Friday, September 19, 2008

A Snowball's Chance

Over at Pet Connection, Gina is reporting on the animals abandoned by Texans who evacuated the Gulf coast and failed to make provisions for their animals.

This is no reprise of the injustices of Katrina. Snowball wasn't ripped from the arms of his screaming, vomiting child-owner in Galveston. It took an Act of Congress to prevent that travesty this time. But an Act of Congress has no power to force individuals to not be creeps.

What most "civilians" don't know about is the long history of attempts by members of the public safety and animal welfare communities to convince emergency managers that planning for pets in disasters is just good public policy.

I attended the first organizing meeting of the FEMA New England TF-1, in early 1993. The experience convinced me permanently that I could not trust FEMA, or any of the "types" who were attaching themselves to it -- my interest in becoming a handler for them evaporated when I saw the triage priorities that effectively classed an injured SAR dog with damaged equipment.

At that meeting, my friend Sue Webb -- SAR handler, animal control officer, vet tech, reserve police officer, and veteran of animal rescue post hurricane Andrew -- put the Massachusetts EMA Director into a corner. Literally. Out in the lobby. Sue is about 5'3" in her Vasques, a petite and soft-spoken Quaker lady, and that fat bombastic man was going nowhere until she was done with him.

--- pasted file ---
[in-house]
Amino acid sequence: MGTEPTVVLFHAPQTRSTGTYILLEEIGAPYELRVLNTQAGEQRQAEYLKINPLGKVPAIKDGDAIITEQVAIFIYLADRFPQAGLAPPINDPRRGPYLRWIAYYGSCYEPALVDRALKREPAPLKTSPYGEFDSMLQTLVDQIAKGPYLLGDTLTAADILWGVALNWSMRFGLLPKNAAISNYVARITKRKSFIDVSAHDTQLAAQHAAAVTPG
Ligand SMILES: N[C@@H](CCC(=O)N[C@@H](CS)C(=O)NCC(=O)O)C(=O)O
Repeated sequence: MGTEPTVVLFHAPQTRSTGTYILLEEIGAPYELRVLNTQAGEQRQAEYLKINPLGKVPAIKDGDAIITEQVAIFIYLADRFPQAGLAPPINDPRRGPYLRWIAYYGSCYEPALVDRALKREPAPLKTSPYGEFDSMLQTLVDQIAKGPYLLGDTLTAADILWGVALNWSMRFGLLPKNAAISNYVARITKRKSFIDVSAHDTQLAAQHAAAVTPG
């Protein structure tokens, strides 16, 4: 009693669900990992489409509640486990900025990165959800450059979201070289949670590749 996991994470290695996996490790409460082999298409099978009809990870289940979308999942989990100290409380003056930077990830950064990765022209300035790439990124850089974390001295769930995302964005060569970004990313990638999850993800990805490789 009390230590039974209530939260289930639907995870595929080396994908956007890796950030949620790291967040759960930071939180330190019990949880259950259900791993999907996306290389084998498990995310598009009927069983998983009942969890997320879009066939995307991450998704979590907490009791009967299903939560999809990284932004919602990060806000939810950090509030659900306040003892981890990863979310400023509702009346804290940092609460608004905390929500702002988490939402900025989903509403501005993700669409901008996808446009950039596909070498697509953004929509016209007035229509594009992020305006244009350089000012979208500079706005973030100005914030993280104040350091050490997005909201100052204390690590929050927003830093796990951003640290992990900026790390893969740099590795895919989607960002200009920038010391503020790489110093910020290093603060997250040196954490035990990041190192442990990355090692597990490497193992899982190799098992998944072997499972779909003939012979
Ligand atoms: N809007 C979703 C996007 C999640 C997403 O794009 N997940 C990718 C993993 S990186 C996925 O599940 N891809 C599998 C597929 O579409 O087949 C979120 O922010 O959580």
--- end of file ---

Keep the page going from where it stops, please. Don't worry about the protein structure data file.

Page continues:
He'd stated in a meeting session that the Commonwealth's disaster plan for animals was to tell everyone to leave them behind and run. My husband pointed out that roving packs of abandoned dogs were a safety hazard and all abandoned animals were a disease vector. No worries -- the post-disaster plan for animals was to shoot dogs on sight. Problem solved. (And authorities really did exactly this before and after Katrina. Caught on film.) Ah, but people would refuse to evacuate if it meant leaving their pets behind, creating more civilian casualties and endangering public safety personnel. No problem, we'll evacuate them all at gunpoint!

For a state with strict gun laws, Massachusetts in a hurricane was sure starting to sound like the Wild West (movie-style, not reality-style.)

The EMA Director was no match for Sue. She'd been there, done that in Homestead, and he heard every detail of how failing to plan for animals turned a natural disaster into a human-caused disaster. She used phrases like "dereliction of duty" and "criminal culpability."

It took her several years, but eventually Sue prevailed in Massachusetts. I believe the EMA Director did the good deed of finally retiring, or maybe dying. That's often the only way to accomplish the most urgent and butt-obvious reforms. Send the Old Guard to Sun City or Mount Auburn and get on with it.

But it took sixteen years and another major natural and human-caused disaster for our country to recognize -- in this little way -- that public health and public safety requires us to accommodate the way people actually behave, instead of imagining that we can force them to behave as disaster planners wish they would. Sixteen years and a little dog named Snowball lost with all the rest to acknowledge that it is a grievous injustice to do otherwise.

Because "we" knew in 1992 that planning for animals in disaster was a public safety obligation, not a woolly-headed luxury.

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